Our own reefkoi
    Careful cutting palys
    Damn thing squirted me from 1 foot or so away burns like hell.......

    When I asked for permission to reference his post, he replied.
    “Yeah no problem, btw it’s been 10 days and it's still hurting and I'm still on antibiotic and steroid drops in my eyes, it sucks!”


    "Palytoxin which had been primarily detected in marine zoanthids (Palythoa sp.), occurs also in a wide range of other animals, e.g. in sponges, corals, shellfish, polychaetes and crustaceans, but also in fish, which feed on crustaceans and zoanthids as well.
    Toxicon. 1998 Nov;36(11):1519-22. Occurrence and sequestration of toxins in food chains. Mebs D.Zentrum der Rechtsmedizin, University of Frankfurt, Germany.
    Last edited by hooked; 03-06-2012 at 11:39 AM.
    Doyle

    "It's better to be silent and thought the fool than to open your mouth and remove all doubt."



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    Registered User Aricml's Avatar
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    Thanks for this Doyle, I'm just starting fragging and do use goggles and gloves but hadn't considered vapors. It's good to be reminded about just how dangerous some of these things are.

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    Registered User Chase Thorn's Avatar

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    Thank you for this! It's good for a young reefer such as myself to be catious with this hobby!

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    Registered User jasonp87's Avatar

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    Thanks for the info Doyle. This is very important to know. I know that I have come in contact with this toxin unknowingly and rubbed it under my eye. Thankfully never in it. Took me a long time to figure out what had done it to me and the rash that resulted stuck for a long time.
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    Registered User notxes11's Avatar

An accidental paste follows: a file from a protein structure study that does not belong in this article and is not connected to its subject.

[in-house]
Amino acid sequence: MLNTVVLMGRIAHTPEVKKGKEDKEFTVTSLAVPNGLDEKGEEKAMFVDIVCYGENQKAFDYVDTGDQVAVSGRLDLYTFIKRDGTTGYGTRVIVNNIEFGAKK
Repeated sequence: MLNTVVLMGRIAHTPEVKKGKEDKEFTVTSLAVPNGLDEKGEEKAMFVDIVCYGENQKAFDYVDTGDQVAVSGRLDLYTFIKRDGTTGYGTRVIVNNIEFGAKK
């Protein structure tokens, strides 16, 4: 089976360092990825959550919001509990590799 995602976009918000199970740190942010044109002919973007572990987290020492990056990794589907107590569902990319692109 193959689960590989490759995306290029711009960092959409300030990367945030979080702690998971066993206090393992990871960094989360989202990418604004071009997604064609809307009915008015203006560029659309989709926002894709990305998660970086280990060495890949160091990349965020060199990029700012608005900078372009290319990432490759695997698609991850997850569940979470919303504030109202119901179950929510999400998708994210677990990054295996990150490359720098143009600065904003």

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    I've had some fun with this stuff too. Makes your mouth taste like pennies. I never had serious symptoms, but it's easy to forget especially when your in a hurry.

    Good read doyle.
    -dilution is the solution to pollution.

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    Registered User Chase Thorn's Avatar

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    I have cuts on my hands 24/7! always have, very sensitive skin... So gloves will be on the list when i start to frag more!

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    Picked up a few new pallys today and handled them barehanded as usual, since reading this not only will I be using gloves to handle them from this point on but the hypochondriac in me now has flu like symptoms and am reading further on the subject. No penny taste in my mouth, but wow I feel like crap today.

    Excellent read and made me order some more gloves. I remember when I first started the hobby I wouldn't touch anything. I wore gloves to clean my skimmer....
    By the end of two years I had gotten to the point were I would handle damn near anything in my tank without thinking twice. Thank you for the reminder that the tank full of critters in three rooms of my house can be extremely dangerous if not respected.
    Dirtefish
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    "Desperate times may call for desperate measures, but will never call for acts of desperation"
    Quote inspired after running out of beer and a friend passed me a smirnoff ice.

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    Quote Originally Posted by dirtefish View Post
    I remember when I first started the hobby I wouldn't touch anything. I wore gloves to clean my skimmer....
    Thank you for the reminder that the tank full of critters in three rooms of my house can be extremely dangerous if not respected.
    I also read that any palytoxins released into the water column are collected in the protein skimmer. So you were smart to wear protection. Something I haven't done in the past. But will consider in the future.
    Doyle

    "It's better to be silent and thought the fool than to open your mouth and remove all doubt."



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    Registered User mikea213's Avatar

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    Good write up Doyle. I have been doing alot of research over the last week about this due to the fact I keep getting really sick and it normally comes on after i have had my hands in the tank cleaning and touching the corals and I always have small cuts on my hands. Dr last week kind of turned me to that direction.

    Just want to added to this I read where some ones dog died from drink water that spilled on the floor that had the toxin in it so watch out for your pets to. They say it doesn't take much to harm our pets if they come into contact.

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    Registered User TAllen's Avatar

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    This should be on our home page.